Lack of money puts Collier center on hold
Published 11:49 am Thursday, April 21, 2011
All work on a $6 million facility planned in Rolling Fork by the U.S. Army Corps of Engineers to showcase the state’s wildlife and the environment has been suspended due to a lack of funds, the Corps said Wednesday.
Funding for engineering and design for the future Multi-Agency Interpretive and Educational Center was rescinded in the FY 2011 Department of Defense and Full-Year Continuing Appropriations Act, signed April 15 by President Barack Obama, said a news release from the Corps’ Vicksburg District. The bill cut $40 million in non-defense discretionary programs and averted a government shutdown.
In May 2010, the Corps had dubbed it the Holt Collier Interpretive and Education Center and predicted opening it to the public by early 2012. A new, 3,800-square-foot building was purchased to house wildlife exhibits from around the state and host educational programs as part of a collaboration of the Corps, the U.S. Fish and Wildlife Service, Rolling Fork and Sharkey County.
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The iconic Red Barn off U.S. 61 in Rolling Fork was included in the purchase and, though not considered by the Corps to be part of the interpretive center, a plaque explaining the significance of the barn was to be placed inside the center.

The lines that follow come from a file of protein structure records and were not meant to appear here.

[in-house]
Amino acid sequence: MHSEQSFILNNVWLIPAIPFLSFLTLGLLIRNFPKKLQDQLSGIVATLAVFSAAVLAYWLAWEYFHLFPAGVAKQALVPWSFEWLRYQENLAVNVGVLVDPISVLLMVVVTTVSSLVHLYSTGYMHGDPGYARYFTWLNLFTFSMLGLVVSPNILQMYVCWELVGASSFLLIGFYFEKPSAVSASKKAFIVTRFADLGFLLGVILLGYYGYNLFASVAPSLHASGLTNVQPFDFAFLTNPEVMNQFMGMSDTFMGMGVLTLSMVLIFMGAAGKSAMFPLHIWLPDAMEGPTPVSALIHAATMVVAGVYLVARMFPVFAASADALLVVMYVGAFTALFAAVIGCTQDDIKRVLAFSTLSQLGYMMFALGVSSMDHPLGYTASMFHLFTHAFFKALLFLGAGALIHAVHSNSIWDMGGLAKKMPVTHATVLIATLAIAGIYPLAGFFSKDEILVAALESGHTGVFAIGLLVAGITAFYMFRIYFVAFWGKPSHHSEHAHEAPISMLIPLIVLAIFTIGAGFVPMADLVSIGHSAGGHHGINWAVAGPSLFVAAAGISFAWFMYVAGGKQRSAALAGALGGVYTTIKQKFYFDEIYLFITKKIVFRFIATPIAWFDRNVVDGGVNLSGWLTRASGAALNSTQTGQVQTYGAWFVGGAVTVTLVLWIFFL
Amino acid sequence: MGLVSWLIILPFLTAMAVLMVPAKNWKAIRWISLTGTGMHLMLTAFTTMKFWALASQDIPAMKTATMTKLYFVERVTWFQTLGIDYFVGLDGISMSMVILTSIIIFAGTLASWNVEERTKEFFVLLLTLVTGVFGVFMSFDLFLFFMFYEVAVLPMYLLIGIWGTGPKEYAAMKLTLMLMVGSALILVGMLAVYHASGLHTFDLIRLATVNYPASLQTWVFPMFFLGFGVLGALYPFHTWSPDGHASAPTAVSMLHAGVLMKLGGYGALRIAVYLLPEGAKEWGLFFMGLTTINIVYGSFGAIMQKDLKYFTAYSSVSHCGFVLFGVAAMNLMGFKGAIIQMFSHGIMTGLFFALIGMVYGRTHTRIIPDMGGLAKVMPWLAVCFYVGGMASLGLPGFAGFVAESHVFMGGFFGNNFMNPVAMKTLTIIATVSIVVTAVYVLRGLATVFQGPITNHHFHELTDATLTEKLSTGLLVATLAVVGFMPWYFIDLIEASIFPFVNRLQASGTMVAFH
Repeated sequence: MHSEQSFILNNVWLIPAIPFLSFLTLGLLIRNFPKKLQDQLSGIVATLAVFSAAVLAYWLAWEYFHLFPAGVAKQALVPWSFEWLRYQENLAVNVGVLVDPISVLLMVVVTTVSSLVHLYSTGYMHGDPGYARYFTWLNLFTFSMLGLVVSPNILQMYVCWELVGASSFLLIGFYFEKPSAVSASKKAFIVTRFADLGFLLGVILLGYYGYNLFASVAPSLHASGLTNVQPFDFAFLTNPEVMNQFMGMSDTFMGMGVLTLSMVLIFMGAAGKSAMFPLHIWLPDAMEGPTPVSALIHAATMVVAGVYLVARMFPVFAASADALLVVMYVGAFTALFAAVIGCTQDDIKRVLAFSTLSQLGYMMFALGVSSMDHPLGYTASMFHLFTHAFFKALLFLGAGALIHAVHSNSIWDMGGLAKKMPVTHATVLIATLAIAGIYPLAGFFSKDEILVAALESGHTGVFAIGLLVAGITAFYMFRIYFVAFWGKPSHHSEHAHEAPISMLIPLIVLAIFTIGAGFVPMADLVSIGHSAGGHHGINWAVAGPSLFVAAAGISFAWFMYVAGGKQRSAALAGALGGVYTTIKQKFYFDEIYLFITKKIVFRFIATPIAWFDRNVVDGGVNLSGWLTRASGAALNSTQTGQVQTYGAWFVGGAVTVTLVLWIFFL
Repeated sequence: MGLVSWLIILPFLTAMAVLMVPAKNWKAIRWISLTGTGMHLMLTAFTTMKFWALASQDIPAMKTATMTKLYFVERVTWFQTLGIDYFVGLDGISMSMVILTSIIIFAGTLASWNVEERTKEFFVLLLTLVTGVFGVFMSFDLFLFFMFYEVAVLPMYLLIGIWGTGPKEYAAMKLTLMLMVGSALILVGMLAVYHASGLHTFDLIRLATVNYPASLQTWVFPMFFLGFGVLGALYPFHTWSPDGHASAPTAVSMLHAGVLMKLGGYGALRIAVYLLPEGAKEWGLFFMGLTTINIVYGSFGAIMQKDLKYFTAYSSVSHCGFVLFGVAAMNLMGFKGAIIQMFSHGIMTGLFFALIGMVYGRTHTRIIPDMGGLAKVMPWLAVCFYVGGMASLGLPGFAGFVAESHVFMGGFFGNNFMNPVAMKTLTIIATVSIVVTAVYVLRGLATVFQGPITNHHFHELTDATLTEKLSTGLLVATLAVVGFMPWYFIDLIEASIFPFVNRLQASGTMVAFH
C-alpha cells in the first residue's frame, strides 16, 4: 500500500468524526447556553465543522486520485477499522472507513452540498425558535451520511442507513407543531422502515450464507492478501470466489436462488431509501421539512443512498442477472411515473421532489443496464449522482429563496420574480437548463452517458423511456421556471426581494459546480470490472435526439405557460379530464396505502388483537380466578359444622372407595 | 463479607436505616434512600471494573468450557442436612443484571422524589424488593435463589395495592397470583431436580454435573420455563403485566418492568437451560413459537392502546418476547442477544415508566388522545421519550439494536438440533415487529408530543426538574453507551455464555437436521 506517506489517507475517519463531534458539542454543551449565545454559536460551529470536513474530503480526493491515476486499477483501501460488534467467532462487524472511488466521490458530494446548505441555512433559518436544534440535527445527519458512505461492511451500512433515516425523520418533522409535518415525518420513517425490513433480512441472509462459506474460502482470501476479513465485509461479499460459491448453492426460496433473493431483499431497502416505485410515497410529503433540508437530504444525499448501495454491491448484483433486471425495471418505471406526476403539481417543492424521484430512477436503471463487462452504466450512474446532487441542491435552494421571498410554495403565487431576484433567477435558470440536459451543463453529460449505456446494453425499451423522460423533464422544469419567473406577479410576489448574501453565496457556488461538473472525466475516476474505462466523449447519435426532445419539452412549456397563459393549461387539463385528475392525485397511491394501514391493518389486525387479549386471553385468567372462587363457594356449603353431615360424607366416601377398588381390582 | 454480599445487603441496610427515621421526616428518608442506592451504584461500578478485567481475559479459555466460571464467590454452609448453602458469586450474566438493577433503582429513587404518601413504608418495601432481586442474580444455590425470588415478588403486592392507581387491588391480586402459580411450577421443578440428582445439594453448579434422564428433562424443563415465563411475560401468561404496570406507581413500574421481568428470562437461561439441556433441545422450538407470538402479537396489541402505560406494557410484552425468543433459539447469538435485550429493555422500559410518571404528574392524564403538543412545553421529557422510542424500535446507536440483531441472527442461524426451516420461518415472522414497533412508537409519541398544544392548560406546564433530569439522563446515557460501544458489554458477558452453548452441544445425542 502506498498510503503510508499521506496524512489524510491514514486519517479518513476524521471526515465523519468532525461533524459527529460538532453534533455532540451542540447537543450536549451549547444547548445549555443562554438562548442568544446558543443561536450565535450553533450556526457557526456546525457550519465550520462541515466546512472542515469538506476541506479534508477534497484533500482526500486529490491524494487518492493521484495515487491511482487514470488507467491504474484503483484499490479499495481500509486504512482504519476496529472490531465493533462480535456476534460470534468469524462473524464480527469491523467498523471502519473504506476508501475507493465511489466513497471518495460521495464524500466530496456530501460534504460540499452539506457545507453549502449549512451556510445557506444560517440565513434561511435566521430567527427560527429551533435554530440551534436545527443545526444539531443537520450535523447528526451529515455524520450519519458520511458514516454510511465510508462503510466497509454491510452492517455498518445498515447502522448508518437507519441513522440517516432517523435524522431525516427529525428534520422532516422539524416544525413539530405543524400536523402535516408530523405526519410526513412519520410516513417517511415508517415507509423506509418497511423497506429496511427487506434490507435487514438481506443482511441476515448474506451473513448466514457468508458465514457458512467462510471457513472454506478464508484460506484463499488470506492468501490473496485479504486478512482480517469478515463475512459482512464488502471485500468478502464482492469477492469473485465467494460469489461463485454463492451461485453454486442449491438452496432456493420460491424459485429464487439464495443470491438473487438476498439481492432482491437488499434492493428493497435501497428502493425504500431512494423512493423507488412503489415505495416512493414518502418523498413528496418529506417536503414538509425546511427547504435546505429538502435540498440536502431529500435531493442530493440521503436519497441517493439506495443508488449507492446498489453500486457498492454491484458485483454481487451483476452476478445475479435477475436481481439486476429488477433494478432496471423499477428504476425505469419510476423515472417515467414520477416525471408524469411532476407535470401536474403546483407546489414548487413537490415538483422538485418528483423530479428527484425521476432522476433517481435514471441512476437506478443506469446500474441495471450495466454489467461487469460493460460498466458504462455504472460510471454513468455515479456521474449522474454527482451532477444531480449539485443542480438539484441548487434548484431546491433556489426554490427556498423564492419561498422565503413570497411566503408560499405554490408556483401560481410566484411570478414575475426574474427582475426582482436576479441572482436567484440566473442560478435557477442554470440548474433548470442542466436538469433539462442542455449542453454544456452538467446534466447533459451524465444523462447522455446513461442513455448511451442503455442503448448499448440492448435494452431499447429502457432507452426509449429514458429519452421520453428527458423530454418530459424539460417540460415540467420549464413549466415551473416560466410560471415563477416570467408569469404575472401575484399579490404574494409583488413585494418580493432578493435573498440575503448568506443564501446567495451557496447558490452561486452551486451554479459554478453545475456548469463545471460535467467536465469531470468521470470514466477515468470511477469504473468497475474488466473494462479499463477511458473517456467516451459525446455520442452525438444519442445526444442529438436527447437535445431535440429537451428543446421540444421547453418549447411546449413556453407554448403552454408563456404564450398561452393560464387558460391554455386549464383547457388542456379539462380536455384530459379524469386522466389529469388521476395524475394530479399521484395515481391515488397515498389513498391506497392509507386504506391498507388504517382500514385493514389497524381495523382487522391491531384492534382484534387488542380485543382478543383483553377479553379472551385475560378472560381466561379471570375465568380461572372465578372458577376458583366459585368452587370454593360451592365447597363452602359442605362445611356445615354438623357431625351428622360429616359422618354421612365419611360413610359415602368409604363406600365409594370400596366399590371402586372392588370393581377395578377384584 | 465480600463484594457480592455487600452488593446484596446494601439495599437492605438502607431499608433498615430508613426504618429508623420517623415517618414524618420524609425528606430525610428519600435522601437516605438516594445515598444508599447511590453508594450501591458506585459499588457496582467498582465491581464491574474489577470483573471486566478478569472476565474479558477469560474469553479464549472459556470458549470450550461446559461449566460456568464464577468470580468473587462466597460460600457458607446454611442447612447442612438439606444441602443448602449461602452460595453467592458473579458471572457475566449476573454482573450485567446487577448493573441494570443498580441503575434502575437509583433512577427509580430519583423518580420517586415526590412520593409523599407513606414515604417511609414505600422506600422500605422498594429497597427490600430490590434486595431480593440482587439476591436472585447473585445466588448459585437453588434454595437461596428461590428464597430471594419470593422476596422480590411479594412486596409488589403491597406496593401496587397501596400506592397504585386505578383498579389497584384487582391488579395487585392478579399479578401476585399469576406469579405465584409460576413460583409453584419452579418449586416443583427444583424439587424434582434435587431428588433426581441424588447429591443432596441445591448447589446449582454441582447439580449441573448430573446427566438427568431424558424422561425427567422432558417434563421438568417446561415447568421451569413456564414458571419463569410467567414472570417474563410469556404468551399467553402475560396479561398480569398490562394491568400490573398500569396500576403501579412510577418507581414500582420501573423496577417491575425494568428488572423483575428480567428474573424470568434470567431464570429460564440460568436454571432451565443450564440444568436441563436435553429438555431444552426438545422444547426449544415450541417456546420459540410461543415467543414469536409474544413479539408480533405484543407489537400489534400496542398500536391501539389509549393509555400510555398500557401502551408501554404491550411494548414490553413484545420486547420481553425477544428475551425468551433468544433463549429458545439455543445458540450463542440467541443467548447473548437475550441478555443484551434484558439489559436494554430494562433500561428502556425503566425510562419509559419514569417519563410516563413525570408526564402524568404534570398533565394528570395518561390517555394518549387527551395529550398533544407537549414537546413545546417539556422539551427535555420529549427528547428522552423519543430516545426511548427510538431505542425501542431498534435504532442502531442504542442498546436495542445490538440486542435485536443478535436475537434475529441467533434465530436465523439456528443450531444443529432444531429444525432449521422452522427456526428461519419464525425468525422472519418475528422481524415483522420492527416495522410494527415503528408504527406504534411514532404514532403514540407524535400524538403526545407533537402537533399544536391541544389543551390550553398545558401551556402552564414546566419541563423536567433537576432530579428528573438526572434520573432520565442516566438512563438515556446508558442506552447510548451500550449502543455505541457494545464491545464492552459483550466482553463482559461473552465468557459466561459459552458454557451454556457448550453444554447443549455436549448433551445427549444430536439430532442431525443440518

No legislation exists to date that names the center or authorizes its opening, operation or maintenance after it is built, the release said.
The site has been in the works for years and was first authorized in 2004. The 33-acre site in Rolling Fork was chosen from 74 sites in five Mississippi counties originally considered, including Warren, Issaquena, Washington and Yazoo.
Collier, a former slave, guided President Theodore Roosevelt on a bear hunt in Sharkey County in 1902 that led to the creation of the teddy bear after the president refused to shoot a bear that had been corralled for him.
Exhibits mentioned when the Corps picked Rolling Fork included homages on Collier and the bear hunt, explanations of Native American burial mounds found on the site, the Steele Bayou campaign during the Civil War and the overall ecological and cultural significance of the Mississippi Delta.